Prairie style is one of the major American styles that originated in the Chicago area in 1893 with the design of the Winslow House in River Forest. Frank Lloyd Wright was the architect instrumental in this creative movement and with a few of his contemporaries founded the ‘Praire School”. Breaking away from Classical and Victorian architecture which were prevalent at the time, this style emphasized the horizontal lines of the Midwest landscape, with accented horizontal trims on siding, porch and balcony railings, horizontal siding and brick coursing. The roof design is often the most identifiable characteristic which include sheltering cottage roof forms with large overhangs. Many of the home plans featured ornate stained glass casement windows, decorative lighting screens, and custom rugs and cabinetry. A large brick fireplace dominated the floor plan and offered visual weight to the overall scheme. This style remained very popular, being copied by pattern books until the end of the First World War, when it declined in popularity. Notable examples include the Robie house, Darwin Martin Complex and the Heurtley House.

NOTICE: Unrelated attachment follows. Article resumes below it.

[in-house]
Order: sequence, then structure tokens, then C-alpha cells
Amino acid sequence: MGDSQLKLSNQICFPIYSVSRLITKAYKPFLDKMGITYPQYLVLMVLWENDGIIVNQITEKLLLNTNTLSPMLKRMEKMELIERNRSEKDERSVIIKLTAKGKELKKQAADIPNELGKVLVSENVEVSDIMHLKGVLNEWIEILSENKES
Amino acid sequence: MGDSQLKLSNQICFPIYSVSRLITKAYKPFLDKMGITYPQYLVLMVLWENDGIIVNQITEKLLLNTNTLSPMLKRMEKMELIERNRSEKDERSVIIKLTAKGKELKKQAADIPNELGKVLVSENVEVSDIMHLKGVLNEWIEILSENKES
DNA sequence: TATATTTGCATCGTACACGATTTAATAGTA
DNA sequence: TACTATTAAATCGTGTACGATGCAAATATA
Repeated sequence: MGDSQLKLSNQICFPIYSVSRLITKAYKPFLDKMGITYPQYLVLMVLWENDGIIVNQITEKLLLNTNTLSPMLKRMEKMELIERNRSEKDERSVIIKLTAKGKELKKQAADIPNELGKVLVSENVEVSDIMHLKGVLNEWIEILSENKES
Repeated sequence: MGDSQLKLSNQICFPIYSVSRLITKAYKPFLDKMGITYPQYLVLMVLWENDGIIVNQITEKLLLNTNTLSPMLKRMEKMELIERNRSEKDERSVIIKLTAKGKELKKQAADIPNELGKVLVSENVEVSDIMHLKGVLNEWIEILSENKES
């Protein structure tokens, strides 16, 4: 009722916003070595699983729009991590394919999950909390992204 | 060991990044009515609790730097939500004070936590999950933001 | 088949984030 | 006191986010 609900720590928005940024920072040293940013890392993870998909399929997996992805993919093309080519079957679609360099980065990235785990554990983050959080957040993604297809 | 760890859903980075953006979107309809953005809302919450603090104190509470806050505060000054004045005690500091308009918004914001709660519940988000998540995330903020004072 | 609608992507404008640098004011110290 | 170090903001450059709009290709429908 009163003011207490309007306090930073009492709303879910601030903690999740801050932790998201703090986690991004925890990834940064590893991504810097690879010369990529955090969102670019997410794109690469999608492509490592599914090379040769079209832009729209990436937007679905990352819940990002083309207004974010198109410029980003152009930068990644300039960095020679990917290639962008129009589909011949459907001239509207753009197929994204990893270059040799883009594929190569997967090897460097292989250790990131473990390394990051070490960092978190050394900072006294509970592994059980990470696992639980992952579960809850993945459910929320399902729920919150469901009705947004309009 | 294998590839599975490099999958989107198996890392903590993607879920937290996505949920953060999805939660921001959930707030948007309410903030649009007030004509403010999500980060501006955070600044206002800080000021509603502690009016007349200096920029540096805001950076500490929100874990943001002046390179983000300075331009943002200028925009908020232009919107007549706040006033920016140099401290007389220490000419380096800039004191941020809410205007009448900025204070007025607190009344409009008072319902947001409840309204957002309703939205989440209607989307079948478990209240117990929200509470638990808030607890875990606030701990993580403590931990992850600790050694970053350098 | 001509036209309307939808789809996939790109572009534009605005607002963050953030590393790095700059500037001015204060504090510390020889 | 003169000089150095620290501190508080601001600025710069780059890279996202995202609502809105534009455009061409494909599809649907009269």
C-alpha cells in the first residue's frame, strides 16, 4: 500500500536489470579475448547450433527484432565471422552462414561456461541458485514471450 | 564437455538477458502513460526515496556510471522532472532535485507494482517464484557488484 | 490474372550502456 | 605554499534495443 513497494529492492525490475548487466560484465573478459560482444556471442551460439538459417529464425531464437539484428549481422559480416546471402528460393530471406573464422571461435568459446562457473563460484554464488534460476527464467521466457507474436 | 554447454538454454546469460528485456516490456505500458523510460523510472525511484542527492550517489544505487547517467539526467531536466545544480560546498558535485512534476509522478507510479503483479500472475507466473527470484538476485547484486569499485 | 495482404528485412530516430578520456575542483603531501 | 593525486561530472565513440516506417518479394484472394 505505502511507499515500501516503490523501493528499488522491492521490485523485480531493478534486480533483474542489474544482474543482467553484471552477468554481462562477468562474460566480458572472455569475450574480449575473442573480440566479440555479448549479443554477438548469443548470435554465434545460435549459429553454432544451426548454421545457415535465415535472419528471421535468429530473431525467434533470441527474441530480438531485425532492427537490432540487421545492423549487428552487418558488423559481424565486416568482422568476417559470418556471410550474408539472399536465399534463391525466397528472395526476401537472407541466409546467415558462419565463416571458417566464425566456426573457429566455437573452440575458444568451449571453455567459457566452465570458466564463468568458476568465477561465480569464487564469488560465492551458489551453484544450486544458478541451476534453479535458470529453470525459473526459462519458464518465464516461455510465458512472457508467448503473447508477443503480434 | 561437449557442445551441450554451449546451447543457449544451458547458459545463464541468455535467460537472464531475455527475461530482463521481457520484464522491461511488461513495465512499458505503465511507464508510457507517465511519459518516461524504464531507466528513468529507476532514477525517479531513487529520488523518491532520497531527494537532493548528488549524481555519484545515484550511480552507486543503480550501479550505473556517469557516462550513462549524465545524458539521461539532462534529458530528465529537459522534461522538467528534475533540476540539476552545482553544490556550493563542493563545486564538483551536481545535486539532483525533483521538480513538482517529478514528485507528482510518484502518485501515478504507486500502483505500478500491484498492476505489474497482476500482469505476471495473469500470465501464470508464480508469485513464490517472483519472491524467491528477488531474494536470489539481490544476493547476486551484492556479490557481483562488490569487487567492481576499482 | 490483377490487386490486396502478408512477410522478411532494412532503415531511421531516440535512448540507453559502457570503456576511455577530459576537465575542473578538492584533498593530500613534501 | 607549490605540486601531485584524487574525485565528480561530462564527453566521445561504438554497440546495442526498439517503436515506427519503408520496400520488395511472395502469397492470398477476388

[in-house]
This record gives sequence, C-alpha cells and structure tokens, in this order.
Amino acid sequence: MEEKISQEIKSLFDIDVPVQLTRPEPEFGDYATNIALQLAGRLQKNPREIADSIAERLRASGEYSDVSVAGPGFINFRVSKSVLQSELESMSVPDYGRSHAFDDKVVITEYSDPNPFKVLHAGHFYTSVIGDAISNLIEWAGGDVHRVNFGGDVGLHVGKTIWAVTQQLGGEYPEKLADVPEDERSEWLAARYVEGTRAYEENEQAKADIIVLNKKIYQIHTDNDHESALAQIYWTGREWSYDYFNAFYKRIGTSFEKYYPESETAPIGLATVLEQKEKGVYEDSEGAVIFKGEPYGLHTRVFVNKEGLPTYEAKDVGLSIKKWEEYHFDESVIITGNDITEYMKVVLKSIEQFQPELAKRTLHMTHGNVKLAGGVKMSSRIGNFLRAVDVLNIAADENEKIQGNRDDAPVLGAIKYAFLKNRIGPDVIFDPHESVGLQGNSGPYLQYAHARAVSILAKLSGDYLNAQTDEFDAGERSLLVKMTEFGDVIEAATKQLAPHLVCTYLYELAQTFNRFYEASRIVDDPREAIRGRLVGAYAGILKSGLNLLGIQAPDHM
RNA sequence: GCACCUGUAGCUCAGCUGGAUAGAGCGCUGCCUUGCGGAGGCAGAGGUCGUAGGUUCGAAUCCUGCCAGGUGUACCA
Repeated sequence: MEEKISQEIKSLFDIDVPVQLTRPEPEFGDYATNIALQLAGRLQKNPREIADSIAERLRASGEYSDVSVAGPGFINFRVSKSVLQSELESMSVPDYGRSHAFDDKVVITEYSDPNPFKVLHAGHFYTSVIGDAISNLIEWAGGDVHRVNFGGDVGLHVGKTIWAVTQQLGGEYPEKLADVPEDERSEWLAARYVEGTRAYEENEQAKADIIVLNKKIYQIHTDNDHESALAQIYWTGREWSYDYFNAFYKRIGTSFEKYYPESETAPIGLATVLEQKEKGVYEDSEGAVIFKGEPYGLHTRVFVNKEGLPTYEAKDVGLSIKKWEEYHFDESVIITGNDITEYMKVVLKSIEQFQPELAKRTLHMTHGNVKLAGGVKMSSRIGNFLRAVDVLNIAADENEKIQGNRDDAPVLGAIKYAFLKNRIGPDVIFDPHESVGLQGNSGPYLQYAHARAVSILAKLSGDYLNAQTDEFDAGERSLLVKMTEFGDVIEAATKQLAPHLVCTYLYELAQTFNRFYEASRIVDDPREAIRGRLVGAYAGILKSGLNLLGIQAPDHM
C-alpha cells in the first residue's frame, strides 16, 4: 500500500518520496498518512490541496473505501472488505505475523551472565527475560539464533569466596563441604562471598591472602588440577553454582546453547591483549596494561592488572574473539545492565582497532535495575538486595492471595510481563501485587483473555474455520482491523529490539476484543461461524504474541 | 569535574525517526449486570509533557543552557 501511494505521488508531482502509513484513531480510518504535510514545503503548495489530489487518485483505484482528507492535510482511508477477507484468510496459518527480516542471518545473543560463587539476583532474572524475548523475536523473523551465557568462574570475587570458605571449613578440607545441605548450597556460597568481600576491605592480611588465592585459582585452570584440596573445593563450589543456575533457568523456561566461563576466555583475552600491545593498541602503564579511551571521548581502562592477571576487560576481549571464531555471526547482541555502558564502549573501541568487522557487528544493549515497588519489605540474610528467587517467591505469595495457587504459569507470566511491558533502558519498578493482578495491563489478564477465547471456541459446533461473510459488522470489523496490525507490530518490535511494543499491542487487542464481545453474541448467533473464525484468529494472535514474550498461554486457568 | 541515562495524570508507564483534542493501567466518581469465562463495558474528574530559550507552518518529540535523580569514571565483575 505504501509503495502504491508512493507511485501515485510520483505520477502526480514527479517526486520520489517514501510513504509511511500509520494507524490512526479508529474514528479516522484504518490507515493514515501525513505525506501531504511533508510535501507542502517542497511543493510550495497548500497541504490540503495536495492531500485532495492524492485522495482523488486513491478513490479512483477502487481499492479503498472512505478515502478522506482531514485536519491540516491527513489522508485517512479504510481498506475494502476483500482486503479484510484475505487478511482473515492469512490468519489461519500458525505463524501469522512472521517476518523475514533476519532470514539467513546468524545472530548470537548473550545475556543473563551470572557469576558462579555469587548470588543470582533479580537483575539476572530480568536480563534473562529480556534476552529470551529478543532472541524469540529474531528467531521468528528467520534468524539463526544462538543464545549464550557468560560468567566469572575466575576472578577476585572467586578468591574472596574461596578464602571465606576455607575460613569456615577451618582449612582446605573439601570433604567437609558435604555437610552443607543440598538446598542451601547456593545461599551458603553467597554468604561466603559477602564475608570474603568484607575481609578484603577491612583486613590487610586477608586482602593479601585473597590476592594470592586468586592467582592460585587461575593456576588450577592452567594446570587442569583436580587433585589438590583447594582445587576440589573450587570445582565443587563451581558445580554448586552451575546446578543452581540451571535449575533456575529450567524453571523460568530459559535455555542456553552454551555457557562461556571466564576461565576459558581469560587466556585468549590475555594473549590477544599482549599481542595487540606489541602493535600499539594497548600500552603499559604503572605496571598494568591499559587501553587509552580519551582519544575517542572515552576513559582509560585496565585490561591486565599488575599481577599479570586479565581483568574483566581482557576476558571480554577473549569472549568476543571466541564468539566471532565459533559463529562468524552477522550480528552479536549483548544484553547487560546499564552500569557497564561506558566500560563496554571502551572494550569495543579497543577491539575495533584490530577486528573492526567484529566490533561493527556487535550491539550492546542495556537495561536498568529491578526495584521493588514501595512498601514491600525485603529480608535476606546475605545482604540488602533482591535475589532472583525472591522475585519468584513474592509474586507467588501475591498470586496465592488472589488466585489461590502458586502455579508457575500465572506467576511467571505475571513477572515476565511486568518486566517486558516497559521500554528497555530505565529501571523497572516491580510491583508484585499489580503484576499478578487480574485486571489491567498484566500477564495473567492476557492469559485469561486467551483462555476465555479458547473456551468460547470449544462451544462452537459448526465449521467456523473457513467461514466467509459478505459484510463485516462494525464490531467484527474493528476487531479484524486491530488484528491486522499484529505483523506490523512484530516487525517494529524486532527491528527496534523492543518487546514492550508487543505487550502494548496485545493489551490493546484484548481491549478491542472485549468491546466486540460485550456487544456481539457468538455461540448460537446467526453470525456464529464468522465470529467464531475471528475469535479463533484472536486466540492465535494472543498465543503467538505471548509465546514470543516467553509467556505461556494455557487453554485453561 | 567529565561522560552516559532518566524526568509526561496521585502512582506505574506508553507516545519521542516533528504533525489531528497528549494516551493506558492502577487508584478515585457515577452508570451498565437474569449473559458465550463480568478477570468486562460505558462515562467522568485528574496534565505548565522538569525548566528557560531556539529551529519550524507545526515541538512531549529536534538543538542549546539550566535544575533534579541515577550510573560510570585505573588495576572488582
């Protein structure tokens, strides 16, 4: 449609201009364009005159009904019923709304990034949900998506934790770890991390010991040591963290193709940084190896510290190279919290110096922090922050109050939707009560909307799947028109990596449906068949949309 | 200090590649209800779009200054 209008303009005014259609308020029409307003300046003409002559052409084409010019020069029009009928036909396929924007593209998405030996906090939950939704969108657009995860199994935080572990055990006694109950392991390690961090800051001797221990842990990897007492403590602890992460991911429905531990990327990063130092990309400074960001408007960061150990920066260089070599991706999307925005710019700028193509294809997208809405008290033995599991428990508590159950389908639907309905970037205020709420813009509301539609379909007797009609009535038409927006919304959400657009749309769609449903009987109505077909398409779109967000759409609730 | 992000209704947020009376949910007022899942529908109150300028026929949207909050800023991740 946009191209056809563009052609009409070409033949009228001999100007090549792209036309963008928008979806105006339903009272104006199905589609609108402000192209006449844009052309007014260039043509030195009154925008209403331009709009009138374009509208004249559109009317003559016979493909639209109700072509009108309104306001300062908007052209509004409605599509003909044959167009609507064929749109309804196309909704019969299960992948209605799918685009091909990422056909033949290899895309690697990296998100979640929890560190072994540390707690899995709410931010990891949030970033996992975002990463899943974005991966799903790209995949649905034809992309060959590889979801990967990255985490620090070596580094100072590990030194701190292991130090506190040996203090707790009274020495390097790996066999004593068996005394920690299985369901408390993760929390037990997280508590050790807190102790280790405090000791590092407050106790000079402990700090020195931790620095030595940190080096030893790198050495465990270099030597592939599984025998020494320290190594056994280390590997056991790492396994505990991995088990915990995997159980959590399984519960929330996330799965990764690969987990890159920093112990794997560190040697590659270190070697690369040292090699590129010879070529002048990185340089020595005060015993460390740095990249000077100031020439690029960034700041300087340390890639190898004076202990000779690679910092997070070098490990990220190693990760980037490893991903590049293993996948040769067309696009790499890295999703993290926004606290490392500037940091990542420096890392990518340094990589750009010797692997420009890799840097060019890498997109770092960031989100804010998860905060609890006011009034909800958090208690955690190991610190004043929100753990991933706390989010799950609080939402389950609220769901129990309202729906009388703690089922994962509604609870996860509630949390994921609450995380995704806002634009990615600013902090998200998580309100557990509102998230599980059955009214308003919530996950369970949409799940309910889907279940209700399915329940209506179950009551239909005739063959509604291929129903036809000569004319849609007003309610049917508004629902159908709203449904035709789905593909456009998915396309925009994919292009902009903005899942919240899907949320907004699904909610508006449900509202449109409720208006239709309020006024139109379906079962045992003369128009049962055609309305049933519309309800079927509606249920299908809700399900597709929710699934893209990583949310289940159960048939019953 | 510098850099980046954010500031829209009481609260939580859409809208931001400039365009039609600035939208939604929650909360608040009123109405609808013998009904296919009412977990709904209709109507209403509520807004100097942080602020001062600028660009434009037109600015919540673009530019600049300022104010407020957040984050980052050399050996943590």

Prairie home plans typically feature low cottage roofs with large sheltering overhangs. The flat landscape of the Midwest US is referenced in prairie home plans with enhanced horizontal lines of trims, porch and balcony railings, horizontal siding and brick coursing. Additional custom touches in these home plans may include stained glass windows, and custom light fixtures, millwork and rugs. Massive brick fireplaces are the main focus of prairie home plans with the vertical massive chimneys providing contrast to the horizontal composition.